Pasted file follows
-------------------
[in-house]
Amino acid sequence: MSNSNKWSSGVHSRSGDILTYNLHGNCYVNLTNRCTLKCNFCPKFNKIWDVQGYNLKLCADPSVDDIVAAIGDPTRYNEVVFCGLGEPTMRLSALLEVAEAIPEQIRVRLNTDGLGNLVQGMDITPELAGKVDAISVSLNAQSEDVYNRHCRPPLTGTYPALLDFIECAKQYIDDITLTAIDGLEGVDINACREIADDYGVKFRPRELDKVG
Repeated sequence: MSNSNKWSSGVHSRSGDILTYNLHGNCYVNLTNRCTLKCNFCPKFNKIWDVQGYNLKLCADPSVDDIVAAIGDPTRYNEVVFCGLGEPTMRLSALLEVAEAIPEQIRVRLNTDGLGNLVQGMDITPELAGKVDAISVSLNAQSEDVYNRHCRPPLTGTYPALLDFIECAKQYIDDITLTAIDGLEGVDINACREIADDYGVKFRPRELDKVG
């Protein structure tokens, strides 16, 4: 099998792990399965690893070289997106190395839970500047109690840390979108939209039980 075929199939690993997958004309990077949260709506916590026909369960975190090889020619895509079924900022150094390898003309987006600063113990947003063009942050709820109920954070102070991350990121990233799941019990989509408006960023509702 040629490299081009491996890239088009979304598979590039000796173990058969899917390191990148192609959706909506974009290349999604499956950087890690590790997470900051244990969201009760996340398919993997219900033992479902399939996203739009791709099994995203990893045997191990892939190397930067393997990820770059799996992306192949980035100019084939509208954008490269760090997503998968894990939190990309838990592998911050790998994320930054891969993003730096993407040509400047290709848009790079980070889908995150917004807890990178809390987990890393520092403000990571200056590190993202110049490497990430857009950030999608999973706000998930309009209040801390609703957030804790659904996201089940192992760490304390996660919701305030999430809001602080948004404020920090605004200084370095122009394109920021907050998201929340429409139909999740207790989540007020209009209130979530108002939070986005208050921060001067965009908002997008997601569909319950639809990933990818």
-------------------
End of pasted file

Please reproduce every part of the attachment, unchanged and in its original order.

[in-house]
Amino acid sequence: MSNSNKWSSGVHSRSGDILTYNLHGNCYVNLTNRCTLKCNFCPKFNKIWDVQGYNLKLCADPSVDDIVAAIGDPTRYNEVVFCGLGEPTMRLSALLEVAEAIPEQIRVRLNTDGLGNLVQGMDITPELAGKVDAISVSLNAQSEDVYNRHCRPPLTGTYPALLDFIECAKQYIDDITLTAIDGLEGVDINACREIADDYGVKFRPRELDKVG
Repeated sequence: MSNSNKWSSGVHSRSGDILTYNLHGNCYVNLTNRCTLKCNFCPKFNKIWDVQGYNLKLCADPSVDDIVAAIGDPTRYNEVVFCGLGEPTMRLSALLEVAEAIPEQIRVRLNTDGLGNLVQGMDITPELAGKVDAISVSLNAQSEDVYNRHCRPPLTGTYPALLDFIECAKQYIDDITLTAIDGLEGVDINACREIADDYGVKFRPRELDKVG
């Protein structure tokens, strides 16, 4: 099998792990399965690893070289997106190395839970500047109690840390979108939209039980 075929199939690993997958004309990077949260709506916590026909369960975190090889020619895509079924900022150094390898003309987006600063113990947003063009942050709820109920954070102070991350990121990233799941019990989509408006960023509702 040629490299081009491996890239088009979304598979590039000796173990058969899917390191990148192609959706909506974009290349999604499956950087890690590790997470900051244990969201009760996340398919993997219900033992479902399939996203739009791709099994995203990893045997191990892939190397930067393997990820770059799996992306192949980035100019084939509208954008490269760090997503998968894990939190990309838990592998911050790998994320930054891969993003730096993407040509400047290709848009790079980070889908995150917004807890990178809390987990890393520092403000990571200056590190993202110049490497990430857009950030999608999973706000998930309009209040801390609703957030804790659904996201089940192992760490304390996660919701305030999430809001602080948004404020920090605004200084370095122009394109920021907050998201929340429409139909999740207790989540007020209009209130979530108002939070986005208050921060001067965009908002997008997601569909319950639809990933990818």